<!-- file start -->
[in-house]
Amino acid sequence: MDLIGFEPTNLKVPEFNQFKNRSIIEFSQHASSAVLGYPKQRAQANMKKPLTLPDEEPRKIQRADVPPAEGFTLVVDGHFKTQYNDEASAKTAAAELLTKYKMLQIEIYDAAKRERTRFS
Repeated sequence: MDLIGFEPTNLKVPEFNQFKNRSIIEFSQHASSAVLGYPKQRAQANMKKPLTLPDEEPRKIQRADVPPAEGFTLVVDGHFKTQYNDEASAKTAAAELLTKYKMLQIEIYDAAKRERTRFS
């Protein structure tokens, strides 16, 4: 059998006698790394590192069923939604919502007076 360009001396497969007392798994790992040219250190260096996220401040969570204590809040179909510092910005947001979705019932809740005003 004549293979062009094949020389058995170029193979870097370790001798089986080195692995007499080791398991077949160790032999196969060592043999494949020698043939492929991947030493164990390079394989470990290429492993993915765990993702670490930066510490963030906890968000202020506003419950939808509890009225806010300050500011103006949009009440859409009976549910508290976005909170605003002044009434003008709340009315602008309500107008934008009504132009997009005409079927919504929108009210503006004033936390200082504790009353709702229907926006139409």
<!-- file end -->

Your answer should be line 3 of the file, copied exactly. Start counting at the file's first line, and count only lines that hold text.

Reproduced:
Repeated sequence: MDLIGFEPTNLKVPEFNQFKNRSIIEFSQHASSAVLGYPKQRAQANMKKPLTLPDEEPRKIQRADVPPAEGFTLVVDGHFKTQYNDEASAKTAAAELLTKYKMLQIEIYDAAKRERTRFS